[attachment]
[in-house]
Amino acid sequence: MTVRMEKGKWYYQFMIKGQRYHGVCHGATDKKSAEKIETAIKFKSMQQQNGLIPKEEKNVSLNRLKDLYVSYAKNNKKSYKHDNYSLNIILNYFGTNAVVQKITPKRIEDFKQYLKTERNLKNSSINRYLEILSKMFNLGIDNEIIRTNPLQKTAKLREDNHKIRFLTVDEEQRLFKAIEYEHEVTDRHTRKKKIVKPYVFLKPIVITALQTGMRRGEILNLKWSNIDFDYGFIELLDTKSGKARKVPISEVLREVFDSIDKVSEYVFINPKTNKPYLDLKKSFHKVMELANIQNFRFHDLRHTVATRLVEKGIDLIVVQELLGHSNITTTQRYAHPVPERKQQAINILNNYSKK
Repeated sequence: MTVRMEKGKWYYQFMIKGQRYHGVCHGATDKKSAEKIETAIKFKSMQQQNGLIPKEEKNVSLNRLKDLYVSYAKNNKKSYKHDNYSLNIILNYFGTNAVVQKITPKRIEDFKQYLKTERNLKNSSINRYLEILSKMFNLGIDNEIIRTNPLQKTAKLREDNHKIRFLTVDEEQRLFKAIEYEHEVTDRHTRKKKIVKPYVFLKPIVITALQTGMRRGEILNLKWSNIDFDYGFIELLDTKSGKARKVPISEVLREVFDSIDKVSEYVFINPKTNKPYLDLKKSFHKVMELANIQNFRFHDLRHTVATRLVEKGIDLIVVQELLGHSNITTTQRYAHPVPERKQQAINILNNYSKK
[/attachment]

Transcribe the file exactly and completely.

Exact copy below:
[in-house]
Amino acid sequence: MTVRMEKGKWYYQFMIKGQRYHGVCHGATDKKSAEKIETAIKFKSMQQQNGLIPKEEKNVSLNRLKDLYVSYAKNNKKSYKHDNYSLNIILNYFGTNAVVQKITPKRIEDFKQYLKTERNLKNSSINRYLEILSKMFNLGIDNEIIRTNPLQKTAKLREDNHKIRFLTVDEEQRLFKAIEYEHEVTDRHTRKKKIVKPYVFLKPIVITALQTGMRRGEILNLKWSNIDFDYGFIELLDTKSGKARKVPISEVLREVFDSIDKVSEYVFINPKTNKPYLDLKKSFHKVMELANIQNFRFHDLRHTVATRLVEKGIDLIVVQELLGHSNITTTQRYAHPVPERKQQAINILNNYSKK
Repeated sequence: MTVRMEKGKWYYQFMIKGQRYHGVCHGATDKKSAEKIETAIKFKSMQQQNGLIPKEEKNVSLNRLKDLYVSYAKNNKKSYKHDNYSLNIILNYFGTNAVVQKITPKRIEDFKQYLKTERNLKNSSINRYLEILSKMFNLGIDNEIIRTNPLQKTAKLREDNHKIRFLTVDEEQRLFKAIEYEHEVTDRHTRKKKIVKPYVFLKPIVITALQTGMRRGEILNLKWSNIDFDYGFIELLDTKSGKARKVPISEVLREVFDSIDKVSEYVFINPKTNKPYLDLKKSFHKVMELANIQNFRFHDLRHTVATRLVEKGIDLIVVQELLGHSNITTTQRYAHPVPERKQQAINILNNYSKK